With the blonde at his side, he moved through the corridors of the facility with the ease of long familiarity. What they sought had been an accidental perk, discovered when they’d excavated the underground labs six years ago, long before he planned to occupy this facility. At first none of them had realized what it was, even scientific analysis failing to identify the substance bubbling up from a crack in the ground, and the construction crew had sealed off the chamber containing it. It didn’t seem dangerous, and they weren’t located near any major seismic faults.
The chemical analysis had attracted attention, however. It was of very great interest to one in particular, whom at that time he knew only by hints and whispers. Then again, he knew who most of the other players on his side of the game were—it was hard not to, when most of them yammered for attention in a completely disgraceful manner. Personally, he preferred to keep a façade of legitimacy, though the Lane woman had thoroughly ruined that for him. His corporation still operated freely, she hadn’t been able to stop that, but he could not participate in any major way. She was too busy watching for him.
He and his guest both had their enemies, and even if the unknown liquid hadn’t drawn the other man’s attention to him, the collusion of their foes eventually would have. Most of the people on the other side had gotten organized, and they championed teamwork with their precious League and their Titans. Quite of few on his own side had decided to follow the example, and now the Injustice Society existed. Neither he nor his guest directly participated in it, but they had their contacts and agents within it. The real power players on this side worked alone, or with their own hand-picked teams.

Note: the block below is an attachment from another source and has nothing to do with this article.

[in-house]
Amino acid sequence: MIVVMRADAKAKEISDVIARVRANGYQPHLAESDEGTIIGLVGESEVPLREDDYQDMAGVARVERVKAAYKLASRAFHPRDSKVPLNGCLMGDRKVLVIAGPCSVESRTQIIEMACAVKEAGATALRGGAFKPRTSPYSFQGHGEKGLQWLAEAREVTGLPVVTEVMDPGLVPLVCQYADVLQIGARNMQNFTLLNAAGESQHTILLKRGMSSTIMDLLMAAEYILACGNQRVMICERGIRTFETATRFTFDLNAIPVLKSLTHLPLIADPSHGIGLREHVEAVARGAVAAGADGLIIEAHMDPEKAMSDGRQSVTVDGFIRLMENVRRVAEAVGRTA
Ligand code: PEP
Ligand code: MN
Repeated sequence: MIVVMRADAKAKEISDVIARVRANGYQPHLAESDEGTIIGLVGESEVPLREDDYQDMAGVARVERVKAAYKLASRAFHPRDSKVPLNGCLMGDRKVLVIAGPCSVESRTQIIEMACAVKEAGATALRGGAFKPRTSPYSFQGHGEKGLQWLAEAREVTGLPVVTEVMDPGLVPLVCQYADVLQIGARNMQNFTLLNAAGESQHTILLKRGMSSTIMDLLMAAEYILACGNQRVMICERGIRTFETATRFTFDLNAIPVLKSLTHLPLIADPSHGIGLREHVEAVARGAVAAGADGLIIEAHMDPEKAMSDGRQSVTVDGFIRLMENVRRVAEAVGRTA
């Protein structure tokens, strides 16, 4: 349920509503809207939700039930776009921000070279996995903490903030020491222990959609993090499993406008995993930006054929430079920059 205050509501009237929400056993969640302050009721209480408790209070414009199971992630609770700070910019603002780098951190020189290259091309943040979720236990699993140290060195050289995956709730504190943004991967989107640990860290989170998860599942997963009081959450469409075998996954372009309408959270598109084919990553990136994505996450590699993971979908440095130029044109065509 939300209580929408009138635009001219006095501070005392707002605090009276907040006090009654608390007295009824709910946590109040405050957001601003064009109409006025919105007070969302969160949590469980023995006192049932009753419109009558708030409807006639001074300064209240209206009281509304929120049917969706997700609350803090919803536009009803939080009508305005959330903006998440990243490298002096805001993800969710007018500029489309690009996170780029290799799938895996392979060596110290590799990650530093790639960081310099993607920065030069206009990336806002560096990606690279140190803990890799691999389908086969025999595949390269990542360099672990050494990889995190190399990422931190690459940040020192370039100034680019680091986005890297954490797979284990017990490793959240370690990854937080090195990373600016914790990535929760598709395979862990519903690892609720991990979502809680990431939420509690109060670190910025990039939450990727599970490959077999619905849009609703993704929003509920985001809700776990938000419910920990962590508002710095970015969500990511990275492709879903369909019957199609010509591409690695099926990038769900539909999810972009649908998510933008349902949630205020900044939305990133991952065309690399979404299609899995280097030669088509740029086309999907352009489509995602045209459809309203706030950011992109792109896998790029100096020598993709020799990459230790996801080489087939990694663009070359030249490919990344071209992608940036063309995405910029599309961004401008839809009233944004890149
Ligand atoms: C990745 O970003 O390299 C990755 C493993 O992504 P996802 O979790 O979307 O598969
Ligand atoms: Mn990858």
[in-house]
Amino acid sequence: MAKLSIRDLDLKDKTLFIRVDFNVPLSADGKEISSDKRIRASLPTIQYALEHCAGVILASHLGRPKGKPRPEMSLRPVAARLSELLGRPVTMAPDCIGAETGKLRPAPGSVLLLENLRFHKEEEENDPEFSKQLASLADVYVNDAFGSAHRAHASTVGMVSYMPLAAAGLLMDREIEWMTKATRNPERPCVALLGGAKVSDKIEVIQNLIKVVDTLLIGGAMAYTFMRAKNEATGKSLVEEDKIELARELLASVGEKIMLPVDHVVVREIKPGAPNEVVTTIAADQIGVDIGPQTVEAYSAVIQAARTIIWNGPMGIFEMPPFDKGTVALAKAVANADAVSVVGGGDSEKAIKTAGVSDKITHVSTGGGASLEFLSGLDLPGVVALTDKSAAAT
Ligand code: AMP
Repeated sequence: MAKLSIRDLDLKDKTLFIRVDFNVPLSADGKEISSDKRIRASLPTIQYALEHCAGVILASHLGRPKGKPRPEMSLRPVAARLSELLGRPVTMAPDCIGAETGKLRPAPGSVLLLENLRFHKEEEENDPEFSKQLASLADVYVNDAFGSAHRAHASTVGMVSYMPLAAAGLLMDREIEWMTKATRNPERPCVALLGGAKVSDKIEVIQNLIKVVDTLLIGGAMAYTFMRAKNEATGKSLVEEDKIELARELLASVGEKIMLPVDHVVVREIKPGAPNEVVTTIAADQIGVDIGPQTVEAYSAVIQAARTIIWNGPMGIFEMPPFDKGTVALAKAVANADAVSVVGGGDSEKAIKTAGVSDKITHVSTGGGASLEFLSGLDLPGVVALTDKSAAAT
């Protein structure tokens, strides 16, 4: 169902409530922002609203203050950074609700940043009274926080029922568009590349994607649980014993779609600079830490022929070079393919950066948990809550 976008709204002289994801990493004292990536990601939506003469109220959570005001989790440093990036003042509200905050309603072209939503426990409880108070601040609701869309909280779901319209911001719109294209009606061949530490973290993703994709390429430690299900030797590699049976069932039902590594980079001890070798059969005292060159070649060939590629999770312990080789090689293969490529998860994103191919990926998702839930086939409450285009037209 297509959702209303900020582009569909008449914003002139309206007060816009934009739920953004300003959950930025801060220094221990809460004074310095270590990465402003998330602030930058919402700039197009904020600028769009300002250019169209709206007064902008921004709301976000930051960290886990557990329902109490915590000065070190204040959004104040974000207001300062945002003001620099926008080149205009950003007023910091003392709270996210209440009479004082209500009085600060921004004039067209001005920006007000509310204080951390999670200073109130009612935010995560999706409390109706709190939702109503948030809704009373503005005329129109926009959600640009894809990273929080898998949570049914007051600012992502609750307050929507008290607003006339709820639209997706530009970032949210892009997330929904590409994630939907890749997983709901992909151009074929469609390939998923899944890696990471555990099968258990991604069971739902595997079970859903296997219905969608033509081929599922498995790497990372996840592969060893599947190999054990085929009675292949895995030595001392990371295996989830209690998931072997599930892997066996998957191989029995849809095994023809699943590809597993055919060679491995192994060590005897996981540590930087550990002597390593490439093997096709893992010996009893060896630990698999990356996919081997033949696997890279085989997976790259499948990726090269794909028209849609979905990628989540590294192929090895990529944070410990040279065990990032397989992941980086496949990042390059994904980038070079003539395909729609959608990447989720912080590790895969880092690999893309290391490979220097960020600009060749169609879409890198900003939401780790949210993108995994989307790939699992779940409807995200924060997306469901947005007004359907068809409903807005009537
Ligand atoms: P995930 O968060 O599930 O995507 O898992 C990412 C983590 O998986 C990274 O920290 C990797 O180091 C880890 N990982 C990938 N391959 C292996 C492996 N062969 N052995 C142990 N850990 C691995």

Or sometimes, when both parties were sufficiently powerful to be a significant threat to one another, and when they also had a compelling reason to do so, they might enter into a limited partnership with one another. He smiled, slightly. He had the alien technology and the strange substance bubbling up from the desert floor; his counterpart had a vast store of knowledge and an elite force of minions. A takeover might have seemed like the other’s man best strategy, considering the value of the assets in play, but he was wily and very, very careful. So partnership it was, and they had spent several years perfecting the Kryptonian cloning technology and putting it to practical use. Precisely what use the other man made of it, he didn’t know, and didn’t care to know. The balance of power between them was just where he wanted it, and too much knowledge could be as dangerous as too little.
They arrived at the guest quarters, situated around the chamber which had been excavated and finished by the other man’s operatives and according to his specifications. Two guards stood on either side of the door, and one of them knocked for him. He wasn’t fooled; if there were two visible guards, then there were six more around somewhere. His guest believed in finding and training the best of the best, and keeping them loyal.
The woman opened the door, giving him a smile that looked welcoming except for her eyes, which held too much caution and dislike for a true smile to reach them. She ushered them in amid the usual pleasantries, and moments later they were seated across from her father as she poured coffee for them all.